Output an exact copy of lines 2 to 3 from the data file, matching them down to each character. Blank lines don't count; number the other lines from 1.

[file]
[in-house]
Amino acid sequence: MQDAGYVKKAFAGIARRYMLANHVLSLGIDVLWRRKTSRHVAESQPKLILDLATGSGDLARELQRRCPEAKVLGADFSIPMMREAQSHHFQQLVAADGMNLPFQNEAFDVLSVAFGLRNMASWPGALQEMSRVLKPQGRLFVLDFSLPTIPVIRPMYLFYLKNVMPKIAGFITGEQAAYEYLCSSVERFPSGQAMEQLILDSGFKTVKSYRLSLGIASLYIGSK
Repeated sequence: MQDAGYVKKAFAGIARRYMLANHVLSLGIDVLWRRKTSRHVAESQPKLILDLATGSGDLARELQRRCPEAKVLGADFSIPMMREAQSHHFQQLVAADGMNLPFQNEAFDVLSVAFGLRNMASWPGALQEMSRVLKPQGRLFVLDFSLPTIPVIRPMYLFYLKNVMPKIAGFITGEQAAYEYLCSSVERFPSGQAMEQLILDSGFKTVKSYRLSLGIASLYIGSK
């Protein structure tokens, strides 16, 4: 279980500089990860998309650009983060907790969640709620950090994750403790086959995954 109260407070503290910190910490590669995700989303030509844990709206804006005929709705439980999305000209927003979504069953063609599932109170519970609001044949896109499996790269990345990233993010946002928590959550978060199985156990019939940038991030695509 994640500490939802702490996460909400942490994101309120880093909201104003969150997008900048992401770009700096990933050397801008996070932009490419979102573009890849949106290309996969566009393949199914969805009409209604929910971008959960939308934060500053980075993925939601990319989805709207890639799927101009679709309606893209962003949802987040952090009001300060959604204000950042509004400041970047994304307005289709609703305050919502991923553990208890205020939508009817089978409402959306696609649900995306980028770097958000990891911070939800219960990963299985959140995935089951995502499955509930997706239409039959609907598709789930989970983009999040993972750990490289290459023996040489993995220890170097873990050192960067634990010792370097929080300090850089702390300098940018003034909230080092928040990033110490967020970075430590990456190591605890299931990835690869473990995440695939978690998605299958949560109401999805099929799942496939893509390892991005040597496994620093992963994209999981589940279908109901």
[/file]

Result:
Amino acid sequence: MQDAGYVKKAFAGIARRYMLANHVLSLGIDVLWRRKTSRHVAESQPKLILDLATGSGDLARELQRRCPEAKVLGADFSIPMMREAQSHHFQQLVAADGMNLPFQNEAFDVLSVAFGLRNMASWPGALQEMSRVLKPQGRLFVLDFSLPTIPVIRPMYLFYLKNVMPKIAGFITGEQAAYEYLCSSVERFPSGQAMEQLILDSGFKTVKSYRLSLGIASLYIGSK
Repeated sequence: MQDAGYVKKAFAGIARRYMLANHVLSLGIDVLWRRKTSRHVAESQPKLILDLATGSGDLARELQRRCPEAKVLGADFSIPMMREAQSHHFQQLVAADGMNLPFQNEAFDVLSVAFGLRNMASWPGALQEMSRVLKPQGRLFVLDFSLPTIPVIRPMYLFYLKNVMPKIAGFITGEQAAYEYLCSSVERFPSGQAMEQLILDSGFKTVKSYRLSLGIASLYIGSK